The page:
Throughout the process of learning the best ways to help Campbell, we also faced substantial challenges in getting the right kinds of equipment, finding the right therapies and therapists, and even getting the right level of support medically. Though we have a great support system and are very resourceful, we have also witnessed so many other children and adults with a variety of needs who may not be quite as fortunate with the amount of help they receive (financially and emotionally). Because we bear witness to this so often, the idea for Roll Model Gear began to take shape.

Campbell has had much success with a special type of bike called an Amtryke. It is specifically designed for physically handicapped people to use by pedaling the bike with their arms. He recently out grew his first Amtryke, and because it is such a great physical activity for him to do outside, we began looking into a new model. The next size up for Campbell was beyond our price range, creeping up on the thousand dollar mark, so Dylana had an idea. We should do a fundraiser that will not only help raise funds for Campbell but will also give us a way to show our support for the disabled community and eventually try to pay it forward

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So we are seeing the birth of Roll Model Gear coming. How did you come up with the logo that I for one am in love with?

Kevin: Dylana sent me a text one day and said, “I’ve got it! We could do shirts that say My Child is a Roll Model – instead of role model and have a neat design.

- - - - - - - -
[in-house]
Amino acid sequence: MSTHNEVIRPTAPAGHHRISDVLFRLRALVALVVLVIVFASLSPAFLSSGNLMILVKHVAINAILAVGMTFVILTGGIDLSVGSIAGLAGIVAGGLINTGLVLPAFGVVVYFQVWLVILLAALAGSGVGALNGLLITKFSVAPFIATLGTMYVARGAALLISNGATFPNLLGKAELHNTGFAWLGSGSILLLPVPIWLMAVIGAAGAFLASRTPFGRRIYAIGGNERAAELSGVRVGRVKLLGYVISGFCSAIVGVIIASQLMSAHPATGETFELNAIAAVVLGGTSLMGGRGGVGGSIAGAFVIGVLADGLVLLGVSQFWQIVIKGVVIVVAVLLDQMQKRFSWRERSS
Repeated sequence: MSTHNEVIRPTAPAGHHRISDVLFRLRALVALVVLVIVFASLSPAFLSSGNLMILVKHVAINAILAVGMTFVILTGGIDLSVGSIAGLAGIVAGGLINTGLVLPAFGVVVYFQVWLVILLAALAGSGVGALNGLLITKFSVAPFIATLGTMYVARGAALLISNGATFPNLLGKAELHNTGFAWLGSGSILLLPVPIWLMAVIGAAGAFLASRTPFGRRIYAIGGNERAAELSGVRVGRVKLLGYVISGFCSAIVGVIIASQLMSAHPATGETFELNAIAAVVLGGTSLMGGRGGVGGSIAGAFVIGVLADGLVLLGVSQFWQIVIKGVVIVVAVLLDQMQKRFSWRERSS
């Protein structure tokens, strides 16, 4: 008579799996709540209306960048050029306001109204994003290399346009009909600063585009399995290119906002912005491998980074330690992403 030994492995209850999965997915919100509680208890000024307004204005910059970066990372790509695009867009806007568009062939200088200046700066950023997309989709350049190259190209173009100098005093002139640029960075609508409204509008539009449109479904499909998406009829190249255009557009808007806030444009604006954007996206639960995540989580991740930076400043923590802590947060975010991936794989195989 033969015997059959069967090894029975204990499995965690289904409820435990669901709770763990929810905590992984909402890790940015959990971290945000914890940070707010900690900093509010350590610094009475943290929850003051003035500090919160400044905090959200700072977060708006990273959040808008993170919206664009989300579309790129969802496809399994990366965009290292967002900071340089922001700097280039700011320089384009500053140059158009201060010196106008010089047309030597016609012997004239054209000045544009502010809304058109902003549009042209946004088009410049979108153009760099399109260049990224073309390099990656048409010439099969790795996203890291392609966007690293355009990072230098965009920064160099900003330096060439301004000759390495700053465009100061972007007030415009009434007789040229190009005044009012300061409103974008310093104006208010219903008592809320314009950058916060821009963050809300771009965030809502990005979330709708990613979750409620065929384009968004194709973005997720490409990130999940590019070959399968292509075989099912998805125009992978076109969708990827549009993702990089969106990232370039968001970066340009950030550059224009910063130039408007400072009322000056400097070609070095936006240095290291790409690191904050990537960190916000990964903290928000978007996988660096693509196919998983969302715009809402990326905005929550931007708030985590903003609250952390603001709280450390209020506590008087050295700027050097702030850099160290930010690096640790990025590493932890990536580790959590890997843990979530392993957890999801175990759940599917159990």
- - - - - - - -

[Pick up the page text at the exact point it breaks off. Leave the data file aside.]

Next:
I got started on making a logo that we thought was not only appealing to the cause, but had a catchy modern play on the traditional handicapped symbol. Roll model Gear’s logo was born soon after I spent some time envisioning what I wanted it to look like. The handicapped symbol tilted forward showing a person in motion signified to me that this is aiming for progress and forward motion and that anyone facing these challenges is and can be moving forward in a positive direction. I added the small upward angled arrow to the bottom of the logo to depict an upward motion in the awareness of anyone whom this logo could apply to.

Once we had a logo, we realized that we could easily offer the shirt to anyone who was interested in showing support for someone in particular, or even just the movement we hope to create. From the plain logo just supporting the cause of raising awareness to the virtually unlimited slogan add-ons, we grew to accommodate anyone.
With the profits from our sales, we are listening to the story of anyone who may need some assistance in buying equipment of any kind that is relevant to those who we want to raise awareness for.

After hearing our plan, a generous supporter and therapist had access to the Amtryke we hoped to get for Cam, and graciously donated to him. Because of that, now all the profits are paid forward to benefit others. Roll Model Gear is so proud that we were recently able to announce our ability to help purchase new arm crutches for one of our supporters. We are still working hard to grow our project and reach more people worldwide.

Roll Model Gear

 

If you would like to make a donation and/or purchase these amazing T-shirts you can do so by clicking this link.

Please also consider following Roll Model Gear on Facebook  and Instagram.

Some of my own families fun in our Roll Model Gear.

Roll Model Gear Roll Model Gear

Glow in the dark put put golf

Glow in the dark put-put golfing.

Thanks for all your support!

The Just Mildly Medicated Gal

with Kevin, Dylana and Campbell

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4 Responses

  1. Rob says:

    Great post.

  2. Pam says:

    New follower via email. Love your blog! : )

    Pam
    @ http://www.pjstreasures.blogspot.com

  3. Vicky says:

    What an awesome cause and company to support! I love their story and I love that you are helping them out!
    V
    http://thepursuitofnormal.blogspot.com